I also loved Dylan, the cow who was brought to the farm when he was so little that Doug could hold him in his hand! I was shocked to see how huge Dylan was – you forget how large cows are until you’re standing right in front of them. It’s actually unbearable for me to think about the way cows are treated in factory farms, and even more unbearable to think about eating the meat that comes from their bodies. Dylan was more than willing to pose with me 😉
There was also a blind horse that I fell in love with, a pond of ducks, a couple of bunnies, a cat, and a whole bunch of chickens. The chickens were separated by size – some were used to lay eggs in factory farms while others were being bulked up to be used as meat. The egg-laying chickens were still pretty beat up from their previous conditions, and that was hard to see.
The mission of Woodstock is beautiful, and the grounds are so serene and tranquil I could have stayed all weekend. They have a bed & breakfast and I would like to go back sometime in the near future and stay there! Everyone who worked on the farm was extremely nice and helpful, and you can tell how passionate they all are about what they do – one of the most inspiring parts of the whole experience.
And don’t even get me started on the town of Woodstock! After our experience at the farm, my friend Clare and I headed into town for lunch and to walk around and check it out. (Remember when I wrote an LA Yoga article for the Jane Fonda movie based in Woodstock a few summers ago?! Really cool for me to see the town the film took place in.)
We ate lunch at an adorable spot called The Garden Café, recommended to us by Doug, where we ran into him and his wife Jenny (the other founder of the sanctuary!). I ordered the Macro Plate, which was a delicious combo of black beans, hijiki, brown rice, steamed kale and tahini. I was basically in heaven.
Outside the annual drum festival was going on, so we got to listen to some cool music while we dined. Then we walked around town and popped into the most adorable juice bar called The Little Apple (I would seriously be there every day if I lived in Woodstock), a super charming bookstore (of course I bought a book – Goodbye to All That, cannot wait to read it), an awesome photography center and some other cool shops.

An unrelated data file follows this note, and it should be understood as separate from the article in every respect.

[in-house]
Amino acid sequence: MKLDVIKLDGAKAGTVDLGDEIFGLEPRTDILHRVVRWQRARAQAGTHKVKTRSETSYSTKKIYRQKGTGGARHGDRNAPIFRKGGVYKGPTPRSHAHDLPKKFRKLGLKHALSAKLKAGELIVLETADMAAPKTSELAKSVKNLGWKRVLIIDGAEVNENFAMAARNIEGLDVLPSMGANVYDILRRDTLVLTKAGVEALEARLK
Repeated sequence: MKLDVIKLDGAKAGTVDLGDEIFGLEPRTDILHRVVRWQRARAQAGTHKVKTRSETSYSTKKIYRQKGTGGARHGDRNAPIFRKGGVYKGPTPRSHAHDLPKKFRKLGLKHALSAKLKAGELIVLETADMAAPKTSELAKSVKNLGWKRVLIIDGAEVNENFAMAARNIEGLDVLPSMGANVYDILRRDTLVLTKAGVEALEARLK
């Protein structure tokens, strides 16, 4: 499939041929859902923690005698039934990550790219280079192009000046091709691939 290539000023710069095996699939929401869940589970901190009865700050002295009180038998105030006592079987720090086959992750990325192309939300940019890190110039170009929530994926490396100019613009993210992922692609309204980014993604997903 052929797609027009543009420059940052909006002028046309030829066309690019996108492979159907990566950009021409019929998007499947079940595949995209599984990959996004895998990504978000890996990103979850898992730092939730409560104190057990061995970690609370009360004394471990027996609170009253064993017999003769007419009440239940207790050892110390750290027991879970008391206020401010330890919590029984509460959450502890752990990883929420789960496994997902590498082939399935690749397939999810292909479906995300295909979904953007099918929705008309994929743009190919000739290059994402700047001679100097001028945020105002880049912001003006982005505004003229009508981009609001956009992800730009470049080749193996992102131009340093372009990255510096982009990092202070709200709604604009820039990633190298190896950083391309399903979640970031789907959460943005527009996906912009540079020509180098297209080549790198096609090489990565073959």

It was a lovely day and I enjoyed every second of it. If you’re interested in Woodstock, you must check out their website and see how you can get involved. You can become a member and you can even sponsor an individual animal – all of their names and personalities are listed on the site! (This is not a promotion or partnership at all – I’m sharing this information because I truly believe in the sanctuary and its mission.)
Overall, the BEST end to my weekend. Sometimes it is unbelievably refreshing to get out of the city for a day… and being able to breathe in the fresh air, see the gorgeous Catskills and countryside, and hang with some animals and awesome people was the greatest way to do that.
I feel very lucky. And I feel prouder than ever to be a vegan.
And guess what?! Clare, my college roomie and one of my very best friends for life, came with me to the farm yesterday and… drum roll please… she has officially made the decision to go vegan! She has dabbled in it for months, and has always been one of my #1 supporters in my own lifestyle change. The experience at the sanctuary yesterday was the tipping point for her — the ultimate reminder that animals are friends not food! I am so proud of her and thrilled to watch her embark on this a-m-a-z-i-n-g plant-based journey. (And having more vegan friends is always pretty darn awesome.)
Sidenote: I’ve gone on more adventures with this girl than just about anyone else. We lived together in Italy, traveled Europe together, lived together in LA, have been to Oregon, Las Vegas, SF, Sacramento and all over NY together. And I know I’m missing a few. She rocks.